Mastan, a Muslim, was a weaver by profession. Highly spiritual, he made cloth for Sri Ramana’s use. He was drawn to the Maharshi by Akhilandamma (no. 46) along with whom he saw the Maharshi for the first time in 1914.
When I came to Bhagavan, he was seated like a rock. His unwavering gaze was filled with grace, compassion and steady wisdom. I stood by his side. After giving me a look, he opened the gate of my Heart and I was established in his state. I stood like that for eight hours without fatigue, filled with total absorption and peace. Bhagavan in those days used to open our Heart with a simple gracious look, which transformed us. There was no need for any questions since he made us, by his look, like himself.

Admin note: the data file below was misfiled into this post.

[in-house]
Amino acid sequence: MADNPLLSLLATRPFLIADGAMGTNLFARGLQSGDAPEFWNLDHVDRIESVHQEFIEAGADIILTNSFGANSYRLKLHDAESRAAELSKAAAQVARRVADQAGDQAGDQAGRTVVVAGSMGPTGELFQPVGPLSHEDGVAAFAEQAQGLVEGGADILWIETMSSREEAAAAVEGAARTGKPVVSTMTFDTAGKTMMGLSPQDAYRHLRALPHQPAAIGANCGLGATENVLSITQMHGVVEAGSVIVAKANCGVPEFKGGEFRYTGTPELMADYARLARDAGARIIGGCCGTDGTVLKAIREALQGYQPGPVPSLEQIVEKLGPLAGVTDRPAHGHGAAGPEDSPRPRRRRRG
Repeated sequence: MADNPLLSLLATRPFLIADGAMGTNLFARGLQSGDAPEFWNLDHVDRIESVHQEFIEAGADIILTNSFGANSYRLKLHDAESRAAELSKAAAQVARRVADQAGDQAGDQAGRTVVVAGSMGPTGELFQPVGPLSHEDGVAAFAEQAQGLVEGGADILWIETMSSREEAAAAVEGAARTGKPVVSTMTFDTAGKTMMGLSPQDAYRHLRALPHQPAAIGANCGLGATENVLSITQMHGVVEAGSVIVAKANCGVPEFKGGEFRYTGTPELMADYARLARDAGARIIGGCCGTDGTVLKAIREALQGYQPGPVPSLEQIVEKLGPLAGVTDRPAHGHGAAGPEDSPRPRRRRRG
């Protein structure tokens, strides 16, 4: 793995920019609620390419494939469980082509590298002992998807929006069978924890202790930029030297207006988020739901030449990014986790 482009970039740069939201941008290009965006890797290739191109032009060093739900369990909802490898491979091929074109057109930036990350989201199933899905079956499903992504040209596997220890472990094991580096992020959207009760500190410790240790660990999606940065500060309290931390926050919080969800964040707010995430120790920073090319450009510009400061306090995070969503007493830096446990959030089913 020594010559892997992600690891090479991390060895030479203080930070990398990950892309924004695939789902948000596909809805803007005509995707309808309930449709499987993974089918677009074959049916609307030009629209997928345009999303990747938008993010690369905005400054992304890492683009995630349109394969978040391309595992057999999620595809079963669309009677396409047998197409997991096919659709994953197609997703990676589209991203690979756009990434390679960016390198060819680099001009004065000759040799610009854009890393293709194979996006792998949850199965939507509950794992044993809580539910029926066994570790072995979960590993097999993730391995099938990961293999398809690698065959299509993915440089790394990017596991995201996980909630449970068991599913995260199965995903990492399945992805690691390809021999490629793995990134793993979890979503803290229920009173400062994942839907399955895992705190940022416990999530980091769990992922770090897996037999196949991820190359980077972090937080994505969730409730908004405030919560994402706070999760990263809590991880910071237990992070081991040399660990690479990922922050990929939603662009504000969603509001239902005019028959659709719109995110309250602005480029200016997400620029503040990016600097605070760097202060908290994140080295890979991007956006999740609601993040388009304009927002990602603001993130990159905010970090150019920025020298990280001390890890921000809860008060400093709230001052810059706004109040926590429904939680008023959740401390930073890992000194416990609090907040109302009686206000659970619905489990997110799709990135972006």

Akilandamma, who probably knew Mastan better than anyone else, says:
Mastan and I would come to Arunachala from our village, 40 miles from Tiruvannamalai, to have the pleasure of serving Bhagavan. A man of whims, Mastan would suddenly suspend his weaving and go to live with Bhagavan for months on end. During this period he would keep his body and soul together on alms that he begged. Bhagavan once observed, “Mastan’s craft did not give food either to him or his parents but gave me clothes.“
Once a mongoose larger than the ordinary size, of golden hue [not grey as a mongoose is], made straight for Bhagavan. It sat on his lap for a while. Later, it wandered around and closely inspected different parts of the cave and then disappeared into the bushes on the hill. Mastan being afraid that the mongoose might harm the peacocks was ready with a stick in case it made an attack. Addressing Mastan, Bhagavan said, “Who do you think he was? Do you think you could have caught him? He was a sage of Arunachala who took on this form to visit me. How many times I told you that sages come to see me in various forms.”